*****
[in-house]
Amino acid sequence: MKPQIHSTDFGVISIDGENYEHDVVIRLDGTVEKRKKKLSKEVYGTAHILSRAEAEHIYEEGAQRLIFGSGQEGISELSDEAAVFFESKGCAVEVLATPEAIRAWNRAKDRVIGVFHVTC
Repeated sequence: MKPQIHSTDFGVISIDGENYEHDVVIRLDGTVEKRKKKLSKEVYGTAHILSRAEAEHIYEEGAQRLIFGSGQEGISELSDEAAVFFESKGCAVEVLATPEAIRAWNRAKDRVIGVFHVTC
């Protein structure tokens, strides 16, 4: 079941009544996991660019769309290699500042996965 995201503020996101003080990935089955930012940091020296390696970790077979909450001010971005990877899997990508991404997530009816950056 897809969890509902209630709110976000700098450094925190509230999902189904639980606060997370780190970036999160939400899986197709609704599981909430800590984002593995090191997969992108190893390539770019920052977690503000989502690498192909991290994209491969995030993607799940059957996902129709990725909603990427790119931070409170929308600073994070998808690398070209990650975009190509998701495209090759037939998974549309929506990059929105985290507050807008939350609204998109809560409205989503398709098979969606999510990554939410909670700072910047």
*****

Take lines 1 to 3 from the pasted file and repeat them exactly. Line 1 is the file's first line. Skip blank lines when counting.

[in-house]
Amino acid sequence: MKPQIHSTDFGVISIDGENYEHDVVIRLDGTVEKRKKKLSKEVYGTAHILSRAEAEHIYEEGAQRLIFGSGQEGISELSDEAAVFFESKGCAVEVLATPEAIRAWNRAKDRVIGVFHVTC
Repeated sequence: MKPQIHSTDFGVISIDGENYEHDVVIRLDGTVEKRKKKLSKEVYGTAHILSRAEAEHIYEEGAQRLIFGSGQEGISELSDEAAVFFESKGCAVEVLATPEAIRAWNRAKDRVIGVFHVTC